The Citizens Coalition for a Better Nairobi ‘Sauti ya Nairobi’ steering team in collaboration with The Institute for Social Accountability (TISA) and Uraia has organized a one-day workshop scheduled for Wednesday 27th June 2018 from 8 .00 a.m.- 1 p.m. The workshop will bring together various stakeholders including both State and non-State actors such as Residents associations, Civil Society movements etc to share both their views, experiences and projections in physical planning matter.
The objectives of the Workshop include:
- To share findings of an initial review on the current legal framework on physical planning in the City of Nairobi.
- To establish cross cutting partnerships and networks in the field of physical planning.
- To discuss and document the efforts and experiences of the various stakeholders in the field of physical planning.
- To derive next steps necessary for legal reform or other required changes in physical planning. To utilize the discussion to improve the framework of the development of a Sauti Strategy
Sauti has offered a few places to members of the built environment who attend Naipolitans Forums and events to attend this forum.
If you are interested in attending the forum, please get in touch with Constant Cap <firstname.lastname@example.org>.
As there are limited places available, these will be issued on a first come first serve basis.
The Citizens Coalition for a Better Nairobi, ‘Sauti ya Nairobi’ was formed in 2017 by a group of concerned residents and professionals. The concerned persons sought to bring together various actors who have been driving for change though a non-political voluntary group. Sauti has brought together various non -state city stakeholders including community leaders, professionals, youth groups, partner organizations and institutions and make use of our strengths as well as available citizen participatory means to advocate and drive towards better planning, accountable urban management and reliable services for citizens in Nairobi.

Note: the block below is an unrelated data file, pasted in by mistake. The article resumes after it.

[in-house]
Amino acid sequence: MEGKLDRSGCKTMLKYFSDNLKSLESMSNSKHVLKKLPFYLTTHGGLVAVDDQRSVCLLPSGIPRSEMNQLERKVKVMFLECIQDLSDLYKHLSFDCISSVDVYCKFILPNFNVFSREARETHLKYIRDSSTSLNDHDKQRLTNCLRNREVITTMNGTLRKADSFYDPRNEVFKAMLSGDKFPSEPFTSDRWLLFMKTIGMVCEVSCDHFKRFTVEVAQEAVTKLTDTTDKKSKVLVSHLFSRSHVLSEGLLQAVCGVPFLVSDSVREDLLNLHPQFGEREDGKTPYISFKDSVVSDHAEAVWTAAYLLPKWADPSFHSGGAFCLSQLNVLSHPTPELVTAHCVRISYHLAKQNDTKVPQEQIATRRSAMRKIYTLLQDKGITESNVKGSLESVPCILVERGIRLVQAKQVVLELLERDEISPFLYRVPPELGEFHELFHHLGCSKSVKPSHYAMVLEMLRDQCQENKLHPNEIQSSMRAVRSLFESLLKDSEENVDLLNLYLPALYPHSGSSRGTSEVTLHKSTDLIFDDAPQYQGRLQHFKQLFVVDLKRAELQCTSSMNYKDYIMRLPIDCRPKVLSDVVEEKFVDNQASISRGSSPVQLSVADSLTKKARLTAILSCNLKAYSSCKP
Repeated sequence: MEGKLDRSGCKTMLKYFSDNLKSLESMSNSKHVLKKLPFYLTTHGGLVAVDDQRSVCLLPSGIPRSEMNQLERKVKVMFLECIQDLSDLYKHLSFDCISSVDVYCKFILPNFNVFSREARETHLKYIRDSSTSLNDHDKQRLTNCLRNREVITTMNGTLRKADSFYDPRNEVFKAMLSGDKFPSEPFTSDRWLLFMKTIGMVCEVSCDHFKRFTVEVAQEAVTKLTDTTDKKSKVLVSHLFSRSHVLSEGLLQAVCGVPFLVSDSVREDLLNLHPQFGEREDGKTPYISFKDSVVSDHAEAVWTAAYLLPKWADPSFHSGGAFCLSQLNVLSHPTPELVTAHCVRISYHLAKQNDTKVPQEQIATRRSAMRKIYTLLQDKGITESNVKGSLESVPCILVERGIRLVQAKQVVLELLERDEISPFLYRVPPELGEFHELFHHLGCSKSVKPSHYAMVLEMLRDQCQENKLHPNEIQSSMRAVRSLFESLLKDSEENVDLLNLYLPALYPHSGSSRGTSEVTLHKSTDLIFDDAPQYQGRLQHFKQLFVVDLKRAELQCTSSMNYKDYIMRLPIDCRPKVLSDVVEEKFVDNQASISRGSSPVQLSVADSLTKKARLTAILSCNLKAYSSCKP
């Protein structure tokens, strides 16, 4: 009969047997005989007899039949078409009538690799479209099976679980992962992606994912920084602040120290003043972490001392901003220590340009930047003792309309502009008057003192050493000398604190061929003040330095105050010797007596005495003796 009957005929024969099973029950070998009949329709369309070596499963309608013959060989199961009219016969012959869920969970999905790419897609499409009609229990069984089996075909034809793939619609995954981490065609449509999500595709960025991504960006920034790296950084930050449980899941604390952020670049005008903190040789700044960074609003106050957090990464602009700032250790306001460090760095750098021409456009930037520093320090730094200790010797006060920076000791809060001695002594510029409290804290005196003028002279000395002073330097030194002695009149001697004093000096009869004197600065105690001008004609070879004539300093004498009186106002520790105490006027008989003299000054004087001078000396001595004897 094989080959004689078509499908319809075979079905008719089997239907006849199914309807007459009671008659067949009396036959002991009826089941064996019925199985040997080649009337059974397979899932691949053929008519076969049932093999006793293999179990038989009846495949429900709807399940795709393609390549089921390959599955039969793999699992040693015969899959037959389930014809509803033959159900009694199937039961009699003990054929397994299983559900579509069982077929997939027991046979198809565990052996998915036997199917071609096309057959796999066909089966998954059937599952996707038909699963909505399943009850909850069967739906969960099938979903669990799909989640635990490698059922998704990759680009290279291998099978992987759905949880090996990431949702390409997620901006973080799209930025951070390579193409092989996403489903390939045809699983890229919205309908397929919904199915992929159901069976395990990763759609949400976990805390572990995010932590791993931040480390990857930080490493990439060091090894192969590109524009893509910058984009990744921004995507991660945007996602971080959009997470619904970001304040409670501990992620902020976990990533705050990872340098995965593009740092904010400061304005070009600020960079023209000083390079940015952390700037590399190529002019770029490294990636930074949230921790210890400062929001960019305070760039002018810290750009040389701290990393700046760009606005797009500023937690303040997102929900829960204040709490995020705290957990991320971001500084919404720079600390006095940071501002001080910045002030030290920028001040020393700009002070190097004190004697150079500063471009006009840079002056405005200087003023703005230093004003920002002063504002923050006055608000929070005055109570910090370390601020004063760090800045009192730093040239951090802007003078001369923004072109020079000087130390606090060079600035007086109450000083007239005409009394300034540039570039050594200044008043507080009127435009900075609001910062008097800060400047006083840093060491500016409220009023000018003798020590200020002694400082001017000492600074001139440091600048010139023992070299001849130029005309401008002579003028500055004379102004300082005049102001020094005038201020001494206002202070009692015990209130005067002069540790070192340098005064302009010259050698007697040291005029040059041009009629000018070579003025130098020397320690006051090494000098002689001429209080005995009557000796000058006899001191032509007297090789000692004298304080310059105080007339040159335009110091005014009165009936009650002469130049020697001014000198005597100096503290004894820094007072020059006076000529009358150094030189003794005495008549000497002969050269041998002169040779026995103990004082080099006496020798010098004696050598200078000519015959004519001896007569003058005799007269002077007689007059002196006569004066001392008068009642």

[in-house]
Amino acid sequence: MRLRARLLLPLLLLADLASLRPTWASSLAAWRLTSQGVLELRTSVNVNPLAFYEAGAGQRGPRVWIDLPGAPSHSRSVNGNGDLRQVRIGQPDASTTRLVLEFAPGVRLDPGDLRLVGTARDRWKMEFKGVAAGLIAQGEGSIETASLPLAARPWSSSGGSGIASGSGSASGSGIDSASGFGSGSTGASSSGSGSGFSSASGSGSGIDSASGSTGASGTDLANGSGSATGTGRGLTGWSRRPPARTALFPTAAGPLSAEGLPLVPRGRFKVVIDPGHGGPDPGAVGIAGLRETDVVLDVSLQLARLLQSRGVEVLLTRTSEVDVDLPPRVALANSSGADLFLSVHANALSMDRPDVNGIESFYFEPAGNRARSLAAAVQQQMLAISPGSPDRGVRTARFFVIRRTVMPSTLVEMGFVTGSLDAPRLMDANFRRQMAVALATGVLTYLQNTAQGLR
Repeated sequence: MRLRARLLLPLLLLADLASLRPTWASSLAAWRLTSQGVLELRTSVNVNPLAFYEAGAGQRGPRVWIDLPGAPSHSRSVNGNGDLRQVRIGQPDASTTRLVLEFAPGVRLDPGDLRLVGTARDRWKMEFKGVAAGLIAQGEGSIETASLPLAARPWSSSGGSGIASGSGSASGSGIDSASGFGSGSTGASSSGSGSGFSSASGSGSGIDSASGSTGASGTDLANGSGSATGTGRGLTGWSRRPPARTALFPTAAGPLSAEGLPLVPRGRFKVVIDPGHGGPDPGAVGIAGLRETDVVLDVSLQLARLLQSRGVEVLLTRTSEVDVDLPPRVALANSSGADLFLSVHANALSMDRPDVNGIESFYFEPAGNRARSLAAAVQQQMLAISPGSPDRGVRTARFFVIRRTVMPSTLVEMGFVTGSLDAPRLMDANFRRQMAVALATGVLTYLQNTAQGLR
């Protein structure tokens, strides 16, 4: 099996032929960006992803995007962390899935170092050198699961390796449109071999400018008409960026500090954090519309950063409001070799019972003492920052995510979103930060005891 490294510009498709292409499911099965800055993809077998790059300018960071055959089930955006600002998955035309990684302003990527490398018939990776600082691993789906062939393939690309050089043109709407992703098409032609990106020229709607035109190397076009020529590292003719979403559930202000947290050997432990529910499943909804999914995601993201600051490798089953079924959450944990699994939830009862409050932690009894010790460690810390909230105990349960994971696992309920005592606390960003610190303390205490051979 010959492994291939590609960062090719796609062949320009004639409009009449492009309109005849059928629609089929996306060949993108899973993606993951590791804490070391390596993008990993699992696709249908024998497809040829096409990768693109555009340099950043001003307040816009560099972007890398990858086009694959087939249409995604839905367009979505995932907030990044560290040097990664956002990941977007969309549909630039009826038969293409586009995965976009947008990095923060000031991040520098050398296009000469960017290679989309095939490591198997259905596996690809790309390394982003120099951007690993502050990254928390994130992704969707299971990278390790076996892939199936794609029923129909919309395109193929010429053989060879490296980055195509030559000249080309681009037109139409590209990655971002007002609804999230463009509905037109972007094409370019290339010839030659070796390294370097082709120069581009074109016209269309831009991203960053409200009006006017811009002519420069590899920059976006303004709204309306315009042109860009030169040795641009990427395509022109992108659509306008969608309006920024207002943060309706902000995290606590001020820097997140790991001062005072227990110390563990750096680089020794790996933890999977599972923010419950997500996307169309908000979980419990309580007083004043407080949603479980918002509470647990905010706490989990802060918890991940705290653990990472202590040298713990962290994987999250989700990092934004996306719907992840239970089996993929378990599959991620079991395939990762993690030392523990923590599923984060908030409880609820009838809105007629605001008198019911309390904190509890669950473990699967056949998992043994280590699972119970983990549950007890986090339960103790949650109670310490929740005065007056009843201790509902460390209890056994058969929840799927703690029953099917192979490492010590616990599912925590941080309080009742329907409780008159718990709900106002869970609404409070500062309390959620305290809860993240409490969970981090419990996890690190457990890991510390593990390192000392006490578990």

Sauti aims at utilizing partnerships, studying best practices and making tactical strategies that can help improve the quality of lives of citizens in Nairobi.
Sauti has identified physical planning as one key area that citizens lack not only awareness but are also almost powerless. The city is experiencing growth at alarming levels and the absence of any structured plan or framework in which this is happening is of growing concern. Residents are experiencing ‘change of use’ and ‘extension of use’ within their neighbourhoods that are giving authorization to incompatible land uses.
Many residents are not aware of how they can petition against developments. Majority do not know the development approval process and their rights in this process. There is very little data available (especially Spatial Data) that can enable residents to respond to the various change of use advertisements in the newspapers. Finally, the city lacks a clear legislated zoning policy. The City relies on the 2008 Nairobi City council zoning ordinance. As a number of these zones have been ‘under review’, this has resulted into loopholes in physical planning such as developer’s obtaining a leeway in going beyond the designated plot ratio and ground coverage.